Rich Manieri, 12/19/2019 [Archive]

Political Rhetoric Speaks Volumes About Impeachment

Political Rhetoric Speaks Volumes About Impeachment

By Rich Manieri


If you observe politics the way I do - as one stares at a five-car pileup on the freeway - your gaping will always be rewarded.

The House voted on Wednesday to impeach President Trump, but the rhetoric in the run-up to impeachment said a lot about the process. If you enjoy political hyperbole, you weren't disappointed.

During the debate on articles of impeachment, Rep. Barry Loudermilk (R-Ga.) searched for analogies to make a point about the injustice of Trump's impeachment and came up with a doozy.

"Pontius Pilate afforded more rights to Jesus than the Democrats have afforded to this president," he said.

Loudermilk said that "when Jesus was falsely accused of treason, Pontius Pilate gave Jesus the opportunity to face his accusers."

I see his point but I don't think I would have gone there.

Trump himself went a little more current in a letter to Nancy Pelosi.

"More due process was afforded to those in the Salem Witch Trials."

I said "more current" not recent.

About Trump's letter to Pelosi. Five pages and a lot of anger. There's really no news in it unless it's news that Trump is really, really upset, or that he likes to use a lot of exclamation points when he writes. He especially likes to use exclamation points at the end of paragraphs.

"Even worse than offending the Founding Fathers, you are offending Americans of faith but continually saying, 'I pray for the president' when you know this statement is not true, unless it is meant in a negative sense. It's a terrible thing you are doing, but you will have to live with it, not I!" Trump wrote.

Beyond the punctuation, the letter covers familiar ground - Trump's conversation with the Ukrainian president, "Russian Hoax," "Impeachment Hoax," (the capitalization is Trump's) Joe Biden and so on.

But wait! There's more. There's always more.

Rep. Carolyn Maloney, (D-N.Y.) said that Trump's actions are "even worse than Nixon's."

No, they're really not.

During the debate, House Judiciary Committee Chairman Jerry Nadler, (D-N.Y.) accused Rep. Louie Gohmert of "spouting Russian propaganda."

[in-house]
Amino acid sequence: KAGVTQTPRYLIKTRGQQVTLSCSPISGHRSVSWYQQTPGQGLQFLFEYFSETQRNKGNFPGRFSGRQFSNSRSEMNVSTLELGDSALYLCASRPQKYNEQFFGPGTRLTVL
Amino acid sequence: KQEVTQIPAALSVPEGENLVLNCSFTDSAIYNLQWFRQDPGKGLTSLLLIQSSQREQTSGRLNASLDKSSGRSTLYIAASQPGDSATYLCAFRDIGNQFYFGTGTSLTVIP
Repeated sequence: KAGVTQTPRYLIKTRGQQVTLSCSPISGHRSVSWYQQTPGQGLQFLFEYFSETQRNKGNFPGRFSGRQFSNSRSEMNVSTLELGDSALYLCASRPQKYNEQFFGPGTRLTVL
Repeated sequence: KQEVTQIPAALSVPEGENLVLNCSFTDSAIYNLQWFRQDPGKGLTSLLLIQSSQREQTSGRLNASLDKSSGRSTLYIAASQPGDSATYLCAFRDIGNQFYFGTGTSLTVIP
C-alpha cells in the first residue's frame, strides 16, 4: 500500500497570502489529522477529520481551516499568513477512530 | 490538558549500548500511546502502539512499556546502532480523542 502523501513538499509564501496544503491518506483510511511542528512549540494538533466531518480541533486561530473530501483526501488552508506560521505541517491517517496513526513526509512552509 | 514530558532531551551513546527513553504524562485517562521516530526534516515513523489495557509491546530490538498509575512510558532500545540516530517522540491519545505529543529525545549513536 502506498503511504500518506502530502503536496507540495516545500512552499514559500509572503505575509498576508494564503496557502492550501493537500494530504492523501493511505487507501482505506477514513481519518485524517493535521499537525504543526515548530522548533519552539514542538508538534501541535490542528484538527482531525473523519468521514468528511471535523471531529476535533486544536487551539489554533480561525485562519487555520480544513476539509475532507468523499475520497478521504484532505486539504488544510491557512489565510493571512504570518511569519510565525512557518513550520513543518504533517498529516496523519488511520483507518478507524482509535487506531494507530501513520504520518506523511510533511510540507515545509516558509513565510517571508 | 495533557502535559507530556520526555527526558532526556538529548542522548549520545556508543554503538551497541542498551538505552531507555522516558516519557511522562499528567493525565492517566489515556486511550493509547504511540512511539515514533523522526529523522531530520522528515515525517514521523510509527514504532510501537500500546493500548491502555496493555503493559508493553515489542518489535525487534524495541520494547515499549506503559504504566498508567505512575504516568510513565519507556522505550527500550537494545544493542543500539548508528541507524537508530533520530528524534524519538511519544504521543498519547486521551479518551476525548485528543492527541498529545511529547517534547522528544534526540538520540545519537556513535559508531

Nadler apparently believes anyone not in favor of impeaching Trump is a Russian sympathizer.

Gohmert went back at Nadler demanding a retraction. The two stopped before making fists at each other.

House Majority Leader, Rep. Steny Hoyer, said "Democrats did not choose this, impeachment."

Yeah, they did, but that was hardly the most interesting thing Hoyer said during the debate.

He also felt it necessary to mention that while Trump received more electoral votes than Hillary Clinton in 2016, more people voted for Hillary Clinton -, about 65 million compared to Trump's 63 million votes.

Kind of a strange point to make during an impeachment debate. What does this have to do with "abuse of power" or "obstruction of Congress"? Nothing at all, unless Democrats view this impeachment as an opportunity to overturn the results of an election which, of course, many Republicans believe is the case.

As you listened to the rhetoric, one truth emerged, no matter what side you're on - this has been anything but a bipartisan process.

Remember, this impeachment is not part of an ongoing criminal investigation, unlike the Nixon and Clinton impeachments. This is an inherently political and divisive exercise, and it has lacked credibility from the outset.

Thus, it's not surprising that the whole fiasco seems to be helping Trump. A Gallup poll released Wednesday indicated that Trump's approval rating has gone from 39% to 45% since House Democrats began their impeachment inquiry in October.

Next, there will likely be a trial in the Republican-controlled Senate and impeachment will be dead on arrival as the GOP will present a strong defense of the president.

That will leave us more divided as a country than we were when this whole thing started and there will be no winners, with the possible exception of Trump himself - the Democrats' worst nightmare.

Perhaps that's why Pelosi shooshed her Democratic colleagues to keep them from cheering when the impeachment vote was announced. She's trying to play this very carefully by appealing to her base without looking like she's taking a victory lap. It seems an almost impossible strategy.

It wasn't all theatrics on Wednesday. Pelosi was actually a voice of reason when she said it was "a sad day" for America.

What's even sadder is she could have kept it from happening.

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Copyright 2019 Rich Manieri, distributed by Cagle Cartoons newspaper syndicate.

Rich Manieri is a Philadelphia-born journalist and author. He is currently a professor of journalism at Asbury University in Kentucky. His book, "We Burn on Friday: A Memoir of My Father and Me" is available at amazon.com. You can reach him at manieri2@gmail.com.

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